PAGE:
1. Submitted by Tom Christensen on 03/11/2015 - 03:51 pm.

    All you have to do is look at the GOP

    and realize it is a bad idea to let them have control of anything, especially money. They can’t even pay their own party’s bills much less figure out what to do with a surplus. Now they want to try the Jesse Ventura method of money management by giving the money back and then run the state into the next fiscal disaster. The GOP runs in a feast and famine mode, there isn’t any moderation and common sense left in the party. They are the ones who said they have to prove they can lead. They are having a really hard time, in the short time they are going to be in control, of proving they can actually lead and manage. The internal GOP war keeps getting in the way.

  2. Submitted by Jackson Cage on 03/11/2015 - 08:13 am.

    Actually, there’s nothing problematic at all

    Prosecutors work with and consult crime victims all the time. Another media-driven story.

  3. Submitted by Harris Goldstein on 03/11/2015 - 10:46 am.

    GOP rift? Or tactic?

    Actually, I think it’s politically clever. Downey (who doesn’t have to run for anything), by staking out a give it all back position, makes Daudt et al, seem moderate by comparison.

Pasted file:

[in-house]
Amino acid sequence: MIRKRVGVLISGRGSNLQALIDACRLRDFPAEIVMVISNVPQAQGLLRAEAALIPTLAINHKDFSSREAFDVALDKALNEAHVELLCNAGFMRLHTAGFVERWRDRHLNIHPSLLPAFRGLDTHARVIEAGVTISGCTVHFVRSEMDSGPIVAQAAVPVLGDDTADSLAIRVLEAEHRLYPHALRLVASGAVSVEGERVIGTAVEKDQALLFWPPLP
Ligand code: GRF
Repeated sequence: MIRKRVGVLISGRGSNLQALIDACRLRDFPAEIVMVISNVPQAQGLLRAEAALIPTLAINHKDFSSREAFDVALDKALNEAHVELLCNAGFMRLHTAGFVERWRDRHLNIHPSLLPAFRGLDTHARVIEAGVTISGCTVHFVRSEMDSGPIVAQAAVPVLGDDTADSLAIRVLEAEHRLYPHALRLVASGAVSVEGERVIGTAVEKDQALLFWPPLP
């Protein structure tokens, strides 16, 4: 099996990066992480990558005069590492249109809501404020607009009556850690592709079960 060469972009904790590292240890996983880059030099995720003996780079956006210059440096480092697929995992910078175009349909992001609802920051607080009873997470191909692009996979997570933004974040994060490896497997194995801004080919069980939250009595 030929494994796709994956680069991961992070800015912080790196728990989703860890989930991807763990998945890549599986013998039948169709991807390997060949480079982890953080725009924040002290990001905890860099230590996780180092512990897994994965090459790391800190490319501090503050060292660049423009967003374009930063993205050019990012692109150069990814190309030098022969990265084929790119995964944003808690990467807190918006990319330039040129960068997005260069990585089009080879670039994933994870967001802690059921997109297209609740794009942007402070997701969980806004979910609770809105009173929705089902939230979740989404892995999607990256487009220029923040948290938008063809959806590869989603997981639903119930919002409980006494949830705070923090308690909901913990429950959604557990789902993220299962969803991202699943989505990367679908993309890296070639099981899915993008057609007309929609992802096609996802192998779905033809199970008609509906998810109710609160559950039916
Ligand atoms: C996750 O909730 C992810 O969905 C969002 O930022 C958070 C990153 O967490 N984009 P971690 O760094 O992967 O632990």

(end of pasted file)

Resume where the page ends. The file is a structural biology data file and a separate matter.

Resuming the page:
4. Submitted by Mark Gisleson on 03/11/2015 - 05:40 pm.

    Still missing from the Target story

    What exactly did these people do? Schafer says whole departments were eliminated, but cannot name any of them. Incredibly talented top business school types have been laid off, but no examples of their talent or accomplishments are cited. And, more telling, Schafer cannot tell us why other MN employers are not trying to swoop up these most valuable of all talented business people.

    I doubt very much that the real story behind these layoffs will be told. Not unless Target decides to share. There is no local or national business press capable of unearthing the real story here. This isn’t just the Strib: stories run by Slate, MPR, Fortune and others just parrot the same information but shed no light on what these people did for a living.

    I suspect Target may have lost some of its marketing Einsteins, the folks who routinely moved products from one aisle to the next or even to another part of the store because the more shoppers walk and search, the more they buy.

    Or maybe they laid off the logistical geniuses who manufactured traffic jams by clogging aisles with free samples on the busiest shopping days.

    Or, with any luck, they dumped the entire team responsible for deciding that Target would never ever stock plus sizes because only people who aren’t overweight should ever buy clothing from Target.

    Until the business media can identify the real story here, I’ll just keep speculating because it would be irresponsible not to. Something big just happened, and the local media cannot tell us why, but they keep going out of their way to remind us that when white collar workers are laid off, it’s a tragedy. (When blue collar workers are laid off, it’s a tribute to the efficiency of capitalism.)

    Something went wrong at Target. Either the current management team has just made a huge blunder, or previous senior management left a big mess when they departed. I suspect the latter, but it’s an uninformed guess because the news media is ignoring the real story.